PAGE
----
Google Glass proved that bad aesthetics can hurt a product’s success as much as poor performance can. In January 2015, after long months of beta testing, Google halted commercial production of its smart eyewear product, announcing that it was returning to development for a redesign. Privacy concerns were cited as a factor by some industry watchers, but others wondered if the widespread consensus that Google Glass was ugly played a role. After a year of wearing the glasses, beta tester Mat Honan concluded that people shouldn’t wear Google Glass because of the negative responses the ugly appearance triggered from other people.
Fortunately, most technology designers pay more attention to aesthetics. Here are four technology trends that show style and performance can be combined.
Smartphones have come a long way aesthetically. When smartphones first came out in the mid-1990s, they looked like clunky bricks with big antennas. The 2007 advent of the iPhone, with its emphasis on touchscreen simplicity, heralded a new trend toward sleeker designs. Screens grew larger, plastics gave way to glass and metal, and casings tended toward a uniform, streamlined design.
Today’s best smartphones such as the Samsung Galaxy S7 Edge combine beautiful, simplified designs with high-resolution graphical displays and superior performance. Today’s smartphone users also can select from a wide range of case designs or choose their own customized looks.
Even though Google Glass illustrated the wrong way to do wearable fashion, smartwatches are pointing in the right direction. Smartwatches have gone from being bulky plastic eyesores to fashionable accessories, with designers such as Guess entering the market. The Guess Connect comes in a range of models that include a rose gold color with a crocodile skin strap.
In addition, the Tag Heuer Connected has the sporty look of a luxury watch, and the Apple Watch comes in two sizes with fifty models that aim to satisfy a wide range of tastes.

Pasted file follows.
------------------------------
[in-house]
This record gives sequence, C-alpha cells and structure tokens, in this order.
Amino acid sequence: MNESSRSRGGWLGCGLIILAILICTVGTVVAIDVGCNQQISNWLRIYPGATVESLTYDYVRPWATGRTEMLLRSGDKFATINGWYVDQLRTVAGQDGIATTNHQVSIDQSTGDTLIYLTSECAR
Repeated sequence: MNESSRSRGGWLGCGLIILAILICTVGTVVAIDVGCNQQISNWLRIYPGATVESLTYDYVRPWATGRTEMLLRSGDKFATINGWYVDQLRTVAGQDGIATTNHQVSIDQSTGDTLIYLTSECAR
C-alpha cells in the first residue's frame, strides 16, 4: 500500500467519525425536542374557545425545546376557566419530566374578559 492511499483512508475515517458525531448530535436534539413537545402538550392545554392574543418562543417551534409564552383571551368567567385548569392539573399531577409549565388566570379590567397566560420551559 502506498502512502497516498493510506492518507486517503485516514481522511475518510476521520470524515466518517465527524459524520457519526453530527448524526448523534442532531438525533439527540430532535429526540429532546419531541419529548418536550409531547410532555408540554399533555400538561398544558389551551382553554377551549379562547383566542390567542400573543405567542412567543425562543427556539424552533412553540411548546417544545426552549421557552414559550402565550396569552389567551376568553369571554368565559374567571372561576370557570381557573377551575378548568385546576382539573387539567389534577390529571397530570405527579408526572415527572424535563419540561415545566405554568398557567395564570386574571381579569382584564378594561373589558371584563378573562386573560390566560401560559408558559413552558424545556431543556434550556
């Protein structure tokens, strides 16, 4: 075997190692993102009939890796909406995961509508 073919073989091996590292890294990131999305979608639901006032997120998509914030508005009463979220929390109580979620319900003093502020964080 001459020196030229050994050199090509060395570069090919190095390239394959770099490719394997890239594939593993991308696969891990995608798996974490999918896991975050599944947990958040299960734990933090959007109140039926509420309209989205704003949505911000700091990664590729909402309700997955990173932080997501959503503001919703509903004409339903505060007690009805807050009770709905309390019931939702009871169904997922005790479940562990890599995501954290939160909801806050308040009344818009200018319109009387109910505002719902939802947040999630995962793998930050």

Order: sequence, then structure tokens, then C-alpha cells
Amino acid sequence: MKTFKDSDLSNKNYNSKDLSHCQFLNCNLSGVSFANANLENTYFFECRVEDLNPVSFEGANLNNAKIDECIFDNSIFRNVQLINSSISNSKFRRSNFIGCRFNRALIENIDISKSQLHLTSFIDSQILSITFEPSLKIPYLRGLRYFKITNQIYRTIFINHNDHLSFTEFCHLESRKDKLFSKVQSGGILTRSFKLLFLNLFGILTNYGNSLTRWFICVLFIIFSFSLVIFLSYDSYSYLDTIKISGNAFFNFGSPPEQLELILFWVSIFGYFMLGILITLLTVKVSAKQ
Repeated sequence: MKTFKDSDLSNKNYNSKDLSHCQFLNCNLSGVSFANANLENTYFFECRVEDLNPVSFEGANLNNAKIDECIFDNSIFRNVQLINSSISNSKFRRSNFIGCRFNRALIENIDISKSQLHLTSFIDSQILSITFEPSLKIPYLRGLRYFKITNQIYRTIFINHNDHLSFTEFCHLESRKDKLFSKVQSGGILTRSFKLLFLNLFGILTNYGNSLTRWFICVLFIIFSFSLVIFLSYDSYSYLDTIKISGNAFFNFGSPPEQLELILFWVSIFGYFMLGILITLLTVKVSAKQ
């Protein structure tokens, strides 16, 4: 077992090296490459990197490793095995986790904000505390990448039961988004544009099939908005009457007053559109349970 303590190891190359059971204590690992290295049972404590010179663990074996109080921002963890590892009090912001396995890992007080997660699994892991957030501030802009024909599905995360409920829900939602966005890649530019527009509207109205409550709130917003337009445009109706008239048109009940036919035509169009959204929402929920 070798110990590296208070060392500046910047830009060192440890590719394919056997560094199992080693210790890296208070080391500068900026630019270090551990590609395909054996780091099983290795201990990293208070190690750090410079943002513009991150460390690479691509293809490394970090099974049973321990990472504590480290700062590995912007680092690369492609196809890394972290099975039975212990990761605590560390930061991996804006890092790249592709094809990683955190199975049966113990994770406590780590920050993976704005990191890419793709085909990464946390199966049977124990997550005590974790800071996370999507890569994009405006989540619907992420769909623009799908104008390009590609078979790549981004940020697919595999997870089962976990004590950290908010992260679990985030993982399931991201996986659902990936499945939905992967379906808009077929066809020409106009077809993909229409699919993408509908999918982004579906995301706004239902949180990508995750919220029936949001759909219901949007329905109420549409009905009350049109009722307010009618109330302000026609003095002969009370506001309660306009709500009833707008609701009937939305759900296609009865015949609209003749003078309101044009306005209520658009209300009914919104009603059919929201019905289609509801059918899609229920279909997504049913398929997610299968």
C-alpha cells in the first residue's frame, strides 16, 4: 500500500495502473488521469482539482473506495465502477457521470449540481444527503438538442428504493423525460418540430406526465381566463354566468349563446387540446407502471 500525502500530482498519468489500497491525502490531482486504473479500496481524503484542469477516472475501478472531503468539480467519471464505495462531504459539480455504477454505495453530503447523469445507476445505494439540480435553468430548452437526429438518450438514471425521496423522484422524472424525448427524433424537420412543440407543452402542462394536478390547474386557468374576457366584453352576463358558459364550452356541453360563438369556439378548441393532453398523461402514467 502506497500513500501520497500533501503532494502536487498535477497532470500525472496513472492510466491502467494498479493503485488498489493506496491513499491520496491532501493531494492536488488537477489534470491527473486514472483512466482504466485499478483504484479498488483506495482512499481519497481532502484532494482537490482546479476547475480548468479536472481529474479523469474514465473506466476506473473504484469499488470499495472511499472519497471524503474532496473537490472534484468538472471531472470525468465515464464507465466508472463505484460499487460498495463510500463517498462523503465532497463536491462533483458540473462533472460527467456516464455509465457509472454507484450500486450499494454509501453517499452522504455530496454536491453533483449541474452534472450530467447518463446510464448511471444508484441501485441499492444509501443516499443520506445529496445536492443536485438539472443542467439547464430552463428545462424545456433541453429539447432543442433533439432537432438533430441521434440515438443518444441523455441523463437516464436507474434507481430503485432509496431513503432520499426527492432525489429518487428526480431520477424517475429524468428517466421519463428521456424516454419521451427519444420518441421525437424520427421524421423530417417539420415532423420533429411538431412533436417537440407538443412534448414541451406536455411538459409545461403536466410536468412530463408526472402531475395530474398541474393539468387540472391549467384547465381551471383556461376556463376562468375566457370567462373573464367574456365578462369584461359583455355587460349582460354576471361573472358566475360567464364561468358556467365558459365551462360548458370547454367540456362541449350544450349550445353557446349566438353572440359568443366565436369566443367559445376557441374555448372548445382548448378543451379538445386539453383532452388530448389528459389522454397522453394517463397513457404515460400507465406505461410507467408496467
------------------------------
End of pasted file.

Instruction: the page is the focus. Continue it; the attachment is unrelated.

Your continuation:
Smartwatches aren’t the only fashionable wearables. Startup Ringly has designed a wearable high-tech ring. Sporting a range of semi-precious stones, such as emeralds and sapphires, Ringly syncs with your Android or iOS device and vibrates and lights up to alert you when you receive phone calls, text messages and emails. It also works with popular apps, including Facebook, Twitter, Snapchat and Instagram. It even supports MasterCard contactless payments.
Ringly also makes smart bracelets that do everything the rings do as well as step and fitness tracking. Semi-precious stones available for Ringly’s bracelets include labradorite, lapis, rainbow moonstone and tourmalated quartz.
Technology is transforming fashion itself. This summer Boston’s Museum of Fine Arts is featuring a gallery of high-tech clothing designs. The exhibit includes a kinematic dress consisting of 1,600 interconnected pieces that can be customized to the body of the wearer by using a 3-D scan. Another dress is embedded with thousands of LED lights that can be used to display tweeted messages. Another interactive dress changes its appearance in response to input from the wearer’s environment; for instance, it displays waves in the fabric in response to nearby voices. A leather jacket coated in reactive inks shimmers with iridescent colors in response to changes in wind and heat patterns.
Such designs are still in the experimental stage and will undoubtedly become more sophisticated and widespread as the blending of fashion and technology continues to unfold.